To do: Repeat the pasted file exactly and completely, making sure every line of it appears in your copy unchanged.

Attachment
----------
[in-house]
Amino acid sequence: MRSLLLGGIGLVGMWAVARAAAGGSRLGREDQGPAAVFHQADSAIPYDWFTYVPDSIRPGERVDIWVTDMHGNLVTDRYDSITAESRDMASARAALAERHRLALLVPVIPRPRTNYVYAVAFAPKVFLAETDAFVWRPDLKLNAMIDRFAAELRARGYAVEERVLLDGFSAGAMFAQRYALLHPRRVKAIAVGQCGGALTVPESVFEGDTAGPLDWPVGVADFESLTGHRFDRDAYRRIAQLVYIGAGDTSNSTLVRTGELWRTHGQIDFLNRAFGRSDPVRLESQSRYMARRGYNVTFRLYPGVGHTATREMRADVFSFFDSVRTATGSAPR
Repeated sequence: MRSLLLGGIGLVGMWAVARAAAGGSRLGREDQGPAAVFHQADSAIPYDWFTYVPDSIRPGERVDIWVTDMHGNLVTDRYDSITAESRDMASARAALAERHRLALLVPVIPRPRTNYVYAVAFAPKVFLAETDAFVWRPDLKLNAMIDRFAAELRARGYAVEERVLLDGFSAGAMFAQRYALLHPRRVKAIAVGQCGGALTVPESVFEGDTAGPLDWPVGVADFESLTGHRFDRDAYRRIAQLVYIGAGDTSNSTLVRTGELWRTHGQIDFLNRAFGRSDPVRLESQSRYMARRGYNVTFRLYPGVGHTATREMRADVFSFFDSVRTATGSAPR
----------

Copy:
[in-house]
Amino acid sequence: MRSLLLGGIGLVGMWAVARAAAGGSRLGREDQGPAAVFHQADSAIPYDWFTYVPDSIRPGERVDIWVTDMHGNLVTDRYDSITAESRDMASARAALAERHRLALLVPVIPRPRTNYVYAVAFAPKVFLAETDAFVWRPDLKLNAMIDRFAAELRARGYAVEERVLLDGFSAGAMFAQRYALLHPRRVKAIAVGQCGGALTVPESVFEGDTAGPLDWPVGVADFESLTGHRFDRDAYRRIAQLVYIGAGDTSNSTLVRTGELWRTHGQIDFLNRAFGRSDPVRLESQSRYMARRGYNVTFRLYPGVGHTATREMRADVFSFFDSVRTATGSAPR
Repeated sequence: MRSLLLGGIGLVGMWAVARAAAGGSRLGREDQGPAAVFHQADSAIPYDWFTYVPDSIRPGERVDIWVTDMHGNLVTDRYDSITAESRDMASARAALAERHRLALLVPVIPRPRTNYVYAVAFAPKVFLAETDAFVWRPDLKLNAMIDRFAAELRARGYAVEERVLLDGFSAGAMFAQRYALLHPRRVKAIAVGQCGGALTVPESVFEGDTAGPLDWPVGVADFESLTGHRFDRDAYRRIAQLVYIGAGDTSNSTLVRTGELWRTHGQIDFLNRAFGRSDPVRLESQSRYMARRGYNVTFRLYPGVGHTATREMRADVFSFFDSVRTATGSAPR